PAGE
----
The Plymouth Colony governor confiscated toys from Pilgrims on Christmas Day

Merrymaking was not encouraged in 1621.

“The Puritan Governor interrupting the Christmas Sports” by Howard Pyle (1883). —Public Domain

While the Pilgrims are well-known for celebrating the First Thanksgiving in 1621, Christmas that year was a decidedly Grinch-like affair.

The Pilgrims, a group of Puritan Separatists, did not observe religious holidays because they believed celebrating Christmas and Easter was not specifically sanctioned in the Bible. When they came to the New World, they sought to abandon traditions that they believed interfered with the sanctity of Christianity. They found European Christmas traditions — which included loud caroling, public drinking, feasting, and other rowdy behavior — deeply offensive to religious worship.

The Pilgrims arrived on the Mayflower on Dec. 21, 1620, just before the holiday. Christmas Day passed like any other, with men leaving the ship to build houses.

Advertisement

A December 1620 account from Mourt’s Relation: A Journal of the Pilgrims at Plymouth reads:

Monday, the 25th day, we went on shore, some to fell timber, some to saw, some to rive, and some to carry, so no man rested all that day.

The passengers who remained onboard did enjoy some beer from the ship’s store that night, but that was the extent of the merrymaking, according to the journal.

The next year, a second group of colonists, mostly bachelors, arrived in Plymouth in November 1621. Unlike their predecessors, these colonists did not come solely for religious reasons, but were seeking financial opportunity.

When the Pilgrims headed out to work the following Christmas, just a few weeks after celebrating the first Thanksgiving, some of the newcomers objected. Gov. William Bradford wrote an account of this disagreement in his journal, Of Plymouth Plantation, in which he referred to himself as “the Gov”:

One the day called Christmas day, the Gov called them out to work, (as was used,) but the most of this new-company excused themselves and said it went against their consciences to work on that day. So the Gov told them that if they made it matter of conscience, he would spare them till they were better informed.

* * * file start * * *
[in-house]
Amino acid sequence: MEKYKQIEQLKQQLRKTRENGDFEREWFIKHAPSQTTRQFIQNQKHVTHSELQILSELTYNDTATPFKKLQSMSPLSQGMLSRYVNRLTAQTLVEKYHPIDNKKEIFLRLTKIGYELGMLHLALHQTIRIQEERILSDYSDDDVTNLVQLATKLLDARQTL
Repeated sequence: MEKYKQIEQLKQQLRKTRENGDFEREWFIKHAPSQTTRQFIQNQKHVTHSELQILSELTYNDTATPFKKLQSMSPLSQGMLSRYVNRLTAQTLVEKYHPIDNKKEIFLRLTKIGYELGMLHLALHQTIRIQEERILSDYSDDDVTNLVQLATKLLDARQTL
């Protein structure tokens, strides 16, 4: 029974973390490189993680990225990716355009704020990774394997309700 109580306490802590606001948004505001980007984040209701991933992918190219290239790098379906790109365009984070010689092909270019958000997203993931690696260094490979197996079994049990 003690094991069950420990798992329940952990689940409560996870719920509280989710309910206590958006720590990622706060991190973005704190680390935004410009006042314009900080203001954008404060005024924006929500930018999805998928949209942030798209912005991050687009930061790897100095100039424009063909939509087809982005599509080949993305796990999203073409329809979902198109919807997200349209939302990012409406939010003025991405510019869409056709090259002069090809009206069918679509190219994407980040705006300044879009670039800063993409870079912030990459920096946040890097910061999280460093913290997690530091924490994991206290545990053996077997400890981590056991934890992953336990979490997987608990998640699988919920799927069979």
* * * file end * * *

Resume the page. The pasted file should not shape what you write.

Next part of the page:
Bradford thought they would celebrate Christmas privately in their homes with prayer, said Richard Pickering, chief historian and deputy executive director at Plimoth Plantation.

Stoolball
An illustration of stoolball in the 1767 British children’s book “A Little Pretty Pocket-Book” by John Newbery. —Public Domain

Instead, he found the newcomers playing sports out in the open.

So he led-away the rest and left them; but when they came home at noon from their work, he found them in the street at play, openly; some pitching the barr and some at stoole-ball, and such like sports.

Bradford then pulled a move that would be considered very un-Christmas-like today: he confiscated their toys.

So he went to them, and took away their implements, and told them that was against his conscience, that they should play and others work. If they made the keeping of it matter of devotion, let them keep their houses, but there should be no gaming or revelling in the streets.

In this account, written about 20 years after the event, Bradford claimed no one had attempted to celebrate publicly since. Though he remembered the incident as one “rather of mirth than weight,” Bradford was grieved by what he viewed as sacrilegious behavior.

The Vindication of Christmas
Celebrating Christmas was illegal in England while the Puritans were in control from the 1640s-1660. In this 1652 illustration, the English poet John Taylor portrays a Puritan (left) unsheathing his sword when Old Christmas (center) tries to bring good cheer. —Public Domain
Advertisement

In 1659, the Massachusetts Bay Colony officially outlawed the celebration of Christmas, imposing a fine of five shillings on anyone found celebrating the holiday.

The ban was repealed in 1681, but there was still little public notice of the holiday in Massachusetts until the 19th century, when more immigrants arrived from countries other than England. Christmas became an official state holiday in the Commonwealth in 1856, and a federal holiday in 1870.

Puritan Christmas Public Notice
A public notice in 1659 of the ban on celebrating Christmas in Massachusetts Bay Colony. —Public Domain